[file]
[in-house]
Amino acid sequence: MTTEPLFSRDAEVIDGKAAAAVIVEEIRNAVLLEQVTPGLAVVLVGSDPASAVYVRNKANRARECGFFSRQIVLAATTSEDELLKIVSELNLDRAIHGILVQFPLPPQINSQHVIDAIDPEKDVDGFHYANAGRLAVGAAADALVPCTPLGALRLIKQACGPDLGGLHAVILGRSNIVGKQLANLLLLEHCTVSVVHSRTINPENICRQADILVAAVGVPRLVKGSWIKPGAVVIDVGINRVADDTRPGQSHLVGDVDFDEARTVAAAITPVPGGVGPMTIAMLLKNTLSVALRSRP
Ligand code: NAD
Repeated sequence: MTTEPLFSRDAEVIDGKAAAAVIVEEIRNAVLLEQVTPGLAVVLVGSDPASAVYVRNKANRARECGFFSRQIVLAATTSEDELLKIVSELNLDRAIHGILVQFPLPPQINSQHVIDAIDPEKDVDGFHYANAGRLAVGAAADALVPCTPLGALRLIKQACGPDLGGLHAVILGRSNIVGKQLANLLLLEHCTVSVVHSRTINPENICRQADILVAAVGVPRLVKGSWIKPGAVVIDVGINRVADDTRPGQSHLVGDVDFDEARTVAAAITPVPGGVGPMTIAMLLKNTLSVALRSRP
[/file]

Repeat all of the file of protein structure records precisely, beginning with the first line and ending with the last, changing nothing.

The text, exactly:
[in-house]
Amino acid sequence: MTTEPLFSRDAEVIDGKAAAAVIVEEIRNAVLLEQVTPGLAVVLVGSDPASAVYVRNKANRARECGFFSRQIVLAATTSEDELLKIVSELNLDRAIHGILVQFPLPPQINSQHVIDAIDPEKDVDGFHYANAGRLAVGAAADALVPCTPLGALRLIKQACGPDLGGLHAVILGRSNIVGKQLANLLLLEHCTVSVVHSRTINPENICRQADILVAAVGVPRLVKGSWIKPGAVVIDVGINRVADDTRPGQSHLVGDVDFDEARTVAAAITPVPGGVGPMTIAMLLKNTLSVALRSRP
Ligand code: NAD
Repeated sequence: MTTEPLFSRDAEVIDGKAAAAVIVEEIRNAVLLEQVTPGLAVVLVGSDPASAVYVRNKANRARECGFFSRQIVLAATTSEDELLKIVSELNLDRAIHGILVQFPLPPQINSQHVIDAIDPEKDVDGFHYANAGRLAVGAAADALVPCTPLGALRLIKQACGPDLGGLHAVILGRSNIVGKQLANLLLLEHCTVSVVHSRTINPENICRQADILVAAVGVPRLVKGSWIKPGAVVIDVGINRVADDTRPGQSHLVGDVDFDEARTVAAAITPVPGGVGPMTIAMLLKNTLSVALRSRP